That is somewhat like what is happening now. The truth is one thing, and what people have made of it is something else. They've improved the truth in order to make it more controversial. There's a concept in Islam called "fitna" which means chaos or disorder. When people refer to Islam being a religion of peace, they often reference the fact that Muslims are not supposed to create fitna. I think it would be wise for the organizers of that mosque to be a little more flexible in their response to the conflict over where it should be located.

In your essay Captives, you talk about gaining access to the underground tunnels in Gaza. What was that like? It looks like prairie dog land. You go to the border with Egypt, and there are these mounds of sand in places, and there are tents over holes. A kid would be hired to disperse the sand. They would dig out the sand and load it on a docking cart and they would scatter the sand in the desert. What mainly struck me is how many of them there are. There were more than a thousand before the war, but there's only a few hundred of them now. But they're still digging them. Not all products are allowed in [to the Gaza Strip] by the Israelis, so what they don't allow comes in through the tunnels.

You mentioned the long list of materials not allowed into Gaza in Captives. Are those bans still in effect? Cement is one of the things that is still banned, so that's what they bring in through the tunnels. This is a ridiculous approach. Whatever is banned by the Israelis is provided by the smugglers. The Israelis have killed the legitimate economy, and created this black market economy run by these smugglers. I'm worried that they're creating a criminal class in Gaza.

How did you go about gaining the trust of your interviewees in places like Gaza? Well, first of all, its a bit of a mystery why people ever talk to journalists. [Laughs] I'm sure you've run into this. What I've learned is that everybody really wants to sell their story. No matter who they are, everybody feels that what they're doing is the right thing, and if they could only explain themselves to a reasonable person that understands them, then maybe they'll listen. I try to be the reasonable person in their mind, the person they would like to have understand them. That's my persona when I go into a story like that. If I can persuade them that that is who I am, then most people will want to share their story with me. They have a great desire for people to understand them.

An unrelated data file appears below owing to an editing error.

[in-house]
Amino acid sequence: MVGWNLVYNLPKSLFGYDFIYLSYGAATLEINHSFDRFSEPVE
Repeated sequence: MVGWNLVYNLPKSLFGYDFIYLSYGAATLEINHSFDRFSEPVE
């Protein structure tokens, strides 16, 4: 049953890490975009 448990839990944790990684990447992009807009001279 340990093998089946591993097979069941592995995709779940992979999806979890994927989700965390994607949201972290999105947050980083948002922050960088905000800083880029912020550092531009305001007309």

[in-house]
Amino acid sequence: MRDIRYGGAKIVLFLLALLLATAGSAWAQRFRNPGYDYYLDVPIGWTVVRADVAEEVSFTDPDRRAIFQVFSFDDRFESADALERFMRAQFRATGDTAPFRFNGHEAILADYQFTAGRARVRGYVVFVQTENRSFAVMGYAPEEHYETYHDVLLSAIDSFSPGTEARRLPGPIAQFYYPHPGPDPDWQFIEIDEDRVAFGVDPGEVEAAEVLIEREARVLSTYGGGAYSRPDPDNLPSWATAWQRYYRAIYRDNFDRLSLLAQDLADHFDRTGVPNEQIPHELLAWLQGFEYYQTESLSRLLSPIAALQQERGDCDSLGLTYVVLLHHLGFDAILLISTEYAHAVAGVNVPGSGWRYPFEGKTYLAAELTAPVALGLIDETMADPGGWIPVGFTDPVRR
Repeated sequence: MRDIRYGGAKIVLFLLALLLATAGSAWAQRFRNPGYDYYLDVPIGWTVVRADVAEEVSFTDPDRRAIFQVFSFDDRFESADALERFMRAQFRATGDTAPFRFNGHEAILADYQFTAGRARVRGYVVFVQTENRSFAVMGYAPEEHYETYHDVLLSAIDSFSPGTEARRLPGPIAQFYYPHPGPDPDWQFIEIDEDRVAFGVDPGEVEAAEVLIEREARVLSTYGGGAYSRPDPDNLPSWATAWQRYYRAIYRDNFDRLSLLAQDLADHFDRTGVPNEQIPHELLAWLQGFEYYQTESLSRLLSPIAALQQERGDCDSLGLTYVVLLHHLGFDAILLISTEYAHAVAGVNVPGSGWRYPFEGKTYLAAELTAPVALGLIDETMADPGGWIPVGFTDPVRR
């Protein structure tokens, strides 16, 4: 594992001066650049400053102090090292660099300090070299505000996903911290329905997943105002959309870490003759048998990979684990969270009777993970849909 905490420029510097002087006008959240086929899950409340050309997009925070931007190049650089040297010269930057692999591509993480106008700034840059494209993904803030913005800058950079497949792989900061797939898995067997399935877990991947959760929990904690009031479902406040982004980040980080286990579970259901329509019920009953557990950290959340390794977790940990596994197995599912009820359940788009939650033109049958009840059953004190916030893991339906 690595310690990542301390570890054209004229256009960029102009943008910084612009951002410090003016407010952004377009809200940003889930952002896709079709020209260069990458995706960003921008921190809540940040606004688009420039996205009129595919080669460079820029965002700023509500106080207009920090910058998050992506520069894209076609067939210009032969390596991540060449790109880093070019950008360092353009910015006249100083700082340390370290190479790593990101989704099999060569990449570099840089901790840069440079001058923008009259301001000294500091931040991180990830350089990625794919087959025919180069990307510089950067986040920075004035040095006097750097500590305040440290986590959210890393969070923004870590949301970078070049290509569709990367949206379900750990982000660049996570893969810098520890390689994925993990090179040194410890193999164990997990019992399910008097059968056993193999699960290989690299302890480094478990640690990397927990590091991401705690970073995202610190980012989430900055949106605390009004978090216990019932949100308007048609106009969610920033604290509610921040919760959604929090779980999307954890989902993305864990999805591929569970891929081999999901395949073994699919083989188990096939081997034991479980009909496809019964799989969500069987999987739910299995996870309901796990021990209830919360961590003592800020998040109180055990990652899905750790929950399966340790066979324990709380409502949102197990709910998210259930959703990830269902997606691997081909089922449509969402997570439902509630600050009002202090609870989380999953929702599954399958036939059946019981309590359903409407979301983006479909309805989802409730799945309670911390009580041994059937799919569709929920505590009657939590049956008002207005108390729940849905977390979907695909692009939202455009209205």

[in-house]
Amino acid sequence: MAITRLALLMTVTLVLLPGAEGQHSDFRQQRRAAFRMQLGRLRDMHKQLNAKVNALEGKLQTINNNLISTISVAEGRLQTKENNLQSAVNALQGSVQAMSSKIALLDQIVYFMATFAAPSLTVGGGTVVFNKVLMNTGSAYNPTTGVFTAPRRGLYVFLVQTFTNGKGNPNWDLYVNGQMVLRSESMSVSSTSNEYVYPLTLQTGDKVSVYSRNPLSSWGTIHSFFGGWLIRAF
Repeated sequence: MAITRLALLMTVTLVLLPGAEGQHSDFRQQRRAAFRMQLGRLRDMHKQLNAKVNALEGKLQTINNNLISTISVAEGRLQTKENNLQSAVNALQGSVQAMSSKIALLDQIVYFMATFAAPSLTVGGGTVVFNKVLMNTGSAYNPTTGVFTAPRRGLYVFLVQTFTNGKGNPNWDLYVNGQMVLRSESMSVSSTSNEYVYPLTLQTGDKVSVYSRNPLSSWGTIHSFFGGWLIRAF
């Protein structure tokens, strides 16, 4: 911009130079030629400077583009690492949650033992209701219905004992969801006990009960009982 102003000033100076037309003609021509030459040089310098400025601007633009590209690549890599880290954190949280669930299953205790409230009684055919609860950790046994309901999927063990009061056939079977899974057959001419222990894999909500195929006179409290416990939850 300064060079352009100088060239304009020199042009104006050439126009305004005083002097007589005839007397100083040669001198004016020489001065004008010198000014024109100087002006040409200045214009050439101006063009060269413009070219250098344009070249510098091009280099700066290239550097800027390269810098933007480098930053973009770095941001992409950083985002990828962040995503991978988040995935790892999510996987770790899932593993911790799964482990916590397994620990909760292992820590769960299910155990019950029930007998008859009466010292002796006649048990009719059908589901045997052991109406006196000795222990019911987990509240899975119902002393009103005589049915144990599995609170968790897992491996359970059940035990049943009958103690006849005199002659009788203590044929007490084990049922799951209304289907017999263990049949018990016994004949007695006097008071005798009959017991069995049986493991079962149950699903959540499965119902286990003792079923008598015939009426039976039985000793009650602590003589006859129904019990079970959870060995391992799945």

Where do you think journalism as a field is headed? Oh, man, I'm worried. Journalism is in a terrible quandary right now. I think we're paying a penalty for it already. There's so much disinformation that's gotten into public discourse because the press has gotten so shrunken. The press is like a rudder in society, and it keeps extremism from blowing the ship off course. That rudder is having less of an effect now, because so much of journalism has withered. So many newspapers and magazines have gone out of business. Just the number of foreign correspondents is at a bare minimum. There's plenty of information, but from much less reliable sources. We don't have very many foreign correspondents in Saudi Arabia, where I've taught for three months. So we rely on Saudi government television to tell us what is going on in that country. Well that's not exactly an unbiased source. That's the price we pay for cutting back so severely on our international press.

Do you see that unraveling happening at The New Yorker as well? The New Yorker, so far, has been able to withstand a lot of this economic downturn. We've suffered as a magazine. I mean, there's been cutbacks, expenses have been trimmed to the bone. And the ad pages...they'll never recover. Yes, the New Yorker has been able to just barely...I don't know if we're making a profit, because they don't release those kinds of figures, but we're not losing money the way that a lot of other magazines have been doing. I'm hopeful that The New Yorker will survive, but there's so many others going out of business. I don't see a future for them. I don't know what will replace them that would be reliable and trustworthy.

What advice do you have for journalists just entering the field? You're a pioneer in this new field! This is obviously the direction it's turning. Towards entrepreneurial reporters who can find a way to somehow make a living in the field. I'm hopeful that you, or someone of that sort will be able to make it profitable enough for you and reliable enough for the consumer.

Do you have any plans to go back to the Middle East in the immediate future to work on another story? We're hoping to take this play to Israel, and hopefully then over to Gaza and Palestine. I would really like for that to happen. That's the thing that I'm thinking of most right now.

It would have a whole other impact over there. It would!